Sixteen months ago, Steve Spark was at his day job as a bartender slinging drinks at the local pub when he received a call that would alter the trajectory of his life and career. He was being offered a fight against Tim Tszyu, now regarded as one of the best light middleweights in the world, ten days later. Although Spark was a natural 140-pounder, he said yes without hesitation. He finished pouring his drink, finished his shift, and began getting ready for a gargantuan challenge. 

As would be expected in that scenario, Spark came up short, but not for a lack of effort. He barreled straight ahead at Tszyu, uncorking power shots until one from his opponent kept him on the canvas for the ten count in the third round. It was an unthinkable display of bravery to even take the fight, and one that was rightfully commended by the boxing community, but it was also a calculated decision.

“We had discussions about whether it was 10 or 12 (rounds) or whatever it was, but I knew I was gonna go out there and have a crack. Tim even said I'm one of the hardest hitters he's been in there with,” said Spark. “It put me in a position where I can take this fight game seriously, I've been full time ever since then. I don't have a job anymore, my job is full-time boxing. I weighed up the negatives and the positives, and here I am now.”

Spark did the difficult calculus that fighters in situations like that have to solve for themselves. Is the risk worth the reward? Is a potential loss still worth the spoils, both financially and in terms of boosting one’s stock? In Spark’s case, the Tszyu fight produced the best result it could have for him other than a win. Fans understood that with only six full days of training and an added 14 pounds to his frame beyond what he’s most comfortable with, and luckily, he didn’t take a frightful beating that would have negated any possible gains. The added funds in his account allowed him to focus solely on training—from now on, he would only be in the pub if he wanted to be. 

Having more money tends to mean having more leverage in the sport, and it enabled Spark to take a few fights in which he was the A-side, where the outcomes were more likely to be beneficial for his career. He knocked out former world title challenger Apinun Khongsong in June of this year, which helped net him a contract with Matchroom. Around that time, Matchroom had also announced its first fight to be staged in Spark’s homeland of Australia, and offered him a spot on that show. But Spark had bigger ideas, offering to face Montana Love in his hometown of Cleveland, Ohio.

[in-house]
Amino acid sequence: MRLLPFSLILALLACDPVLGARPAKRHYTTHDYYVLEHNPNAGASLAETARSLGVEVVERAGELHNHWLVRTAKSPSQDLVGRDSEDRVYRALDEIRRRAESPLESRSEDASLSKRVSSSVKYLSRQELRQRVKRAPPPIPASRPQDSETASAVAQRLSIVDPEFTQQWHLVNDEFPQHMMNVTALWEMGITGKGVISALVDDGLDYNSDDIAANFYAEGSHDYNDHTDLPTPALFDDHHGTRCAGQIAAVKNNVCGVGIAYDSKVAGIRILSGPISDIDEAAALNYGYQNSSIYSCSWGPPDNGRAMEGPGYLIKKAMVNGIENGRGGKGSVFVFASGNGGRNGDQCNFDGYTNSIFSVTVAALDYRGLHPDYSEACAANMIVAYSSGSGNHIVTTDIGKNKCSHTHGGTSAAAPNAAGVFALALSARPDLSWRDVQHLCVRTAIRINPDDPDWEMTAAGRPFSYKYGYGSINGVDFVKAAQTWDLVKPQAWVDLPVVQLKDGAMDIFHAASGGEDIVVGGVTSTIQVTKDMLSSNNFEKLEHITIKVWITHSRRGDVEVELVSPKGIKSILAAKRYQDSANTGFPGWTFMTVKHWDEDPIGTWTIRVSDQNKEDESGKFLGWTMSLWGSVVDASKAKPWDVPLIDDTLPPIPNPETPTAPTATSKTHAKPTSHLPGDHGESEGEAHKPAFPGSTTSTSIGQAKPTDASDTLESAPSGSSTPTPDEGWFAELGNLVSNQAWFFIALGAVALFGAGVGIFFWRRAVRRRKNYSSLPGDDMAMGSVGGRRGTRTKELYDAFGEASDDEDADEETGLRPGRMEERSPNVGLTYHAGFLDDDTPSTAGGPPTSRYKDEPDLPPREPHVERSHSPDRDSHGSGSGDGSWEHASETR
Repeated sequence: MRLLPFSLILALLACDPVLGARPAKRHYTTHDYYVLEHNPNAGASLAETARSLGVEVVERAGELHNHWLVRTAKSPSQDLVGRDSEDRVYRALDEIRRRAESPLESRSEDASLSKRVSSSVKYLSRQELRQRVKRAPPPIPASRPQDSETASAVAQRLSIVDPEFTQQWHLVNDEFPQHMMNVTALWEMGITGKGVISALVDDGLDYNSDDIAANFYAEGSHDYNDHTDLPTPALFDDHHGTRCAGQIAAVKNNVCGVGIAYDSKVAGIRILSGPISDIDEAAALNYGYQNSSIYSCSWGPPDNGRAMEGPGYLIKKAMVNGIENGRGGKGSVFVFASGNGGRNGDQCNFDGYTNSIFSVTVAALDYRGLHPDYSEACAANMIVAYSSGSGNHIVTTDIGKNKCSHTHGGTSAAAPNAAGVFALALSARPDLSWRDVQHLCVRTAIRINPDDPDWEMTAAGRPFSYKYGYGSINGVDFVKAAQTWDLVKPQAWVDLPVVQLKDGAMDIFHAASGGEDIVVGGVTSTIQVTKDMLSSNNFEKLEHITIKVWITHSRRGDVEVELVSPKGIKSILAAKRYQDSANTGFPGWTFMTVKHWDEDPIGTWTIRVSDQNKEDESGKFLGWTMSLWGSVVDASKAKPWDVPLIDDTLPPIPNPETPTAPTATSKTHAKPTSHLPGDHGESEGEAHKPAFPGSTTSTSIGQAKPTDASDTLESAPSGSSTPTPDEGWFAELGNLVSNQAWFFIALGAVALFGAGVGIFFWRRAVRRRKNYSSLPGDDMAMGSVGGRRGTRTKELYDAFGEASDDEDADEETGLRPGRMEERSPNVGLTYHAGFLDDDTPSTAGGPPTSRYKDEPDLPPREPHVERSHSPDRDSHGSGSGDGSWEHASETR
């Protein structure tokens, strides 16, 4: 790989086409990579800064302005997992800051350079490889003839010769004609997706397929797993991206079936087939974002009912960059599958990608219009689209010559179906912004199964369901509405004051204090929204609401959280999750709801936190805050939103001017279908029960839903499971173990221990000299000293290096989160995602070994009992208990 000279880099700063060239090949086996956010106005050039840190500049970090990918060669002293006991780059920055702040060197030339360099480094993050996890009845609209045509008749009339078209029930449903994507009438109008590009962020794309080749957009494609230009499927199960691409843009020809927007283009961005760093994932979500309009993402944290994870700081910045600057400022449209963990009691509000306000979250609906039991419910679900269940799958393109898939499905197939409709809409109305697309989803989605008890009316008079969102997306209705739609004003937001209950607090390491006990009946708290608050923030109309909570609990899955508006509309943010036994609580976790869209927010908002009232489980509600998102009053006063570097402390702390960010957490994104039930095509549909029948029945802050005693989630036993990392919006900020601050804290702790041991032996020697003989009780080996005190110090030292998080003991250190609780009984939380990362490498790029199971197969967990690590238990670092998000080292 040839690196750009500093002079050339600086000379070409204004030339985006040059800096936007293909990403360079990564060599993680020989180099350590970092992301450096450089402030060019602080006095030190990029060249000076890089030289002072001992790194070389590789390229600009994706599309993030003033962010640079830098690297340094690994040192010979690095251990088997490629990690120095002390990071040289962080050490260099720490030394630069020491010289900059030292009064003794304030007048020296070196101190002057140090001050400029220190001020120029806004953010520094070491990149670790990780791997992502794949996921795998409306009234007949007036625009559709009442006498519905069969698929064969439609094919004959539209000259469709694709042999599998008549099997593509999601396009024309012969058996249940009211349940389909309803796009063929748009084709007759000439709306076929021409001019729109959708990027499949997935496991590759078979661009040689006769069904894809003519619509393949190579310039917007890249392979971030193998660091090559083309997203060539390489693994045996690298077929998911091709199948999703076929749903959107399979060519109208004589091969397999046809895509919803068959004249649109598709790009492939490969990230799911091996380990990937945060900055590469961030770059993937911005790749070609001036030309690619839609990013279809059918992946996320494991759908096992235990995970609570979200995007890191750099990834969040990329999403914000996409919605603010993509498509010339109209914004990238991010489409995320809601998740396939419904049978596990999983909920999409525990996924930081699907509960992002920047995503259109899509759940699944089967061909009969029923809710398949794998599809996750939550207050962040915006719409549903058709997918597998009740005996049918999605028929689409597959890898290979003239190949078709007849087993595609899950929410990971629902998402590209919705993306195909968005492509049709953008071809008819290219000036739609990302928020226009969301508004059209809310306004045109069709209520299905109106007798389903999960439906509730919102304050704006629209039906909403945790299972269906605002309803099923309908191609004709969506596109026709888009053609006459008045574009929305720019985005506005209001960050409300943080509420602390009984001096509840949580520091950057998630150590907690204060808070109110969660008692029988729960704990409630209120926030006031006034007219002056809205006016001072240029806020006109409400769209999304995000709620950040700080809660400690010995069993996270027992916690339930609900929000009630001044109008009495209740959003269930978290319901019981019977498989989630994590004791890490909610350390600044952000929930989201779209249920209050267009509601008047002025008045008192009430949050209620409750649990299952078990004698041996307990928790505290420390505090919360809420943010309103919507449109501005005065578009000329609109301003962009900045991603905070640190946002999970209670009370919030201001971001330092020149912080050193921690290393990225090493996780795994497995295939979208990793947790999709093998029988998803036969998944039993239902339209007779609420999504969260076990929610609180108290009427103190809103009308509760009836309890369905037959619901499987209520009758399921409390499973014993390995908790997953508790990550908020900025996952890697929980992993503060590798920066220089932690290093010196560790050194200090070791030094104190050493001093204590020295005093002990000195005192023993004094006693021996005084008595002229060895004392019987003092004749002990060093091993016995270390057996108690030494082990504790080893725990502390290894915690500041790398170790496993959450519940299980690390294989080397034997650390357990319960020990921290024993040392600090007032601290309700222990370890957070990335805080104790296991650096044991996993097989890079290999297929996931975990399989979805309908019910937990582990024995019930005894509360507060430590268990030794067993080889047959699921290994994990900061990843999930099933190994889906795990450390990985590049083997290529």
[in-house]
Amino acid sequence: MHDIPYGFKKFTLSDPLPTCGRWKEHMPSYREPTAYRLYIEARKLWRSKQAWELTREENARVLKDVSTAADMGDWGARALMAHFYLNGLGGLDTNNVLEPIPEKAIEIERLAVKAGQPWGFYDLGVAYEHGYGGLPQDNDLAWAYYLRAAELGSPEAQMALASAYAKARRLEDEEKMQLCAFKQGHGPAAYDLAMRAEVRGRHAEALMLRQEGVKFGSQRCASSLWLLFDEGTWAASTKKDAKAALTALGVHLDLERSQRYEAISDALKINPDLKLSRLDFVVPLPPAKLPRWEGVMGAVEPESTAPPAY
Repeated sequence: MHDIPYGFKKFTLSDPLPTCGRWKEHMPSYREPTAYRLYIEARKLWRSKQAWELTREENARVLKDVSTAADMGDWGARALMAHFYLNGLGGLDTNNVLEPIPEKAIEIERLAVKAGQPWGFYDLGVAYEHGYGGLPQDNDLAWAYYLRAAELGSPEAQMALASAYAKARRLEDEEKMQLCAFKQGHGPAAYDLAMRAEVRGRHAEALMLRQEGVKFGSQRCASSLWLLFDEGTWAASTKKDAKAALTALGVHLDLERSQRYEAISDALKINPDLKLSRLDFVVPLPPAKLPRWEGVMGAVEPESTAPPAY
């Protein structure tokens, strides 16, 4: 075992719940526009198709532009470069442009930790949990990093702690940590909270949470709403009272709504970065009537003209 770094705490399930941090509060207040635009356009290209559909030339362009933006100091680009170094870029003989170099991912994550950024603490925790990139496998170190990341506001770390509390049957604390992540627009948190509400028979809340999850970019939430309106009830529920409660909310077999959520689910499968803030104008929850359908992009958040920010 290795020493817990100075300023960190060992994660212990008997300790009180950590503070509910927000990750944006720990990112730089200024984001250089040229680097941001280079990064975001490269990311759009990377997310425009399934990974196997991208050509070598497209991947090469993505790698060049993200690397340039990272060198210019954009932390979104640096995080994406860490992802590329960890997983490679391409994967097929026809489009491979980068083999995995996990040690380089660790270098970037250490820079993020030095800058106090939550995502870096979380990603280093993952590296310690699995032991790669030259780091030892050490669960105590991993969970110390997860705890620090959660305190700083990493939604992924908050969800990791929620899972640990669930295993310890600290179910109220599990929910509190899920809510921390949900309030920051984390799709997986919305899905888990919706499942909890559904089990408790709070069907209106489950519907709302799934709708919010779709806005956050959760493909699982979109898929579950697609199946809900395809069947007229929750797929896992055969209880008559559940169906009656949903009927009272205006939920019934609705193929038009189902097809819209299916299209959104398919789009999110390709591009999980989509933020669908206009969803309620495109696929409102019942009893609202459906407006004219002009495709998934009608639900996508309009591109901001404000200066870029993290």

With additional resources behind him, Spark was able to conclude his camp in Texas, sparring with former world champion Austin Trout, in addition to the dogged training he’d always adhered to, including weekend CrossFit sessions, which he says he hopes to compete in when he finishes his boxing career. 

On Saturday, Spark entered hostile territory against Love, as he had against Tszyu, and against Jack Brubaker in another trip up on the scales in an opponent’s backyard in April of 2021. On some sportsbooks, Spark was a +500 underdog.

In the opening round, it looked like bookies might have been on to something. Love flashed his hand speed and rocked Spark back with a quick check right hook and a whipping counter left uppercut. For moments in the first round, Spark conceded ground, the opposite of what he’d intended to do.

The next round however, Spark got a little more bullish in his approach. Midway through the frame, Spark connected on a trio of hard right hands that sent Love to the canvas, which changed the dynamic of the fight. Spark now had certainty that he could hurt his opponent, and Love was now forced to fight with more urgency knowing both that he could be under siege at any moment, and that one round was definitively off the table.

To Love’s credit, he recovered well, getting back to his original game plan of trying to walk Spark into counters. Spark responded by trying to impose his physical strength, more than once hoisting Love in the air during a clinch. By the fifth round, Spark was beginning to find his mark with longer range shots as well, having discouraged some of Love’s inside work with his brutish approach.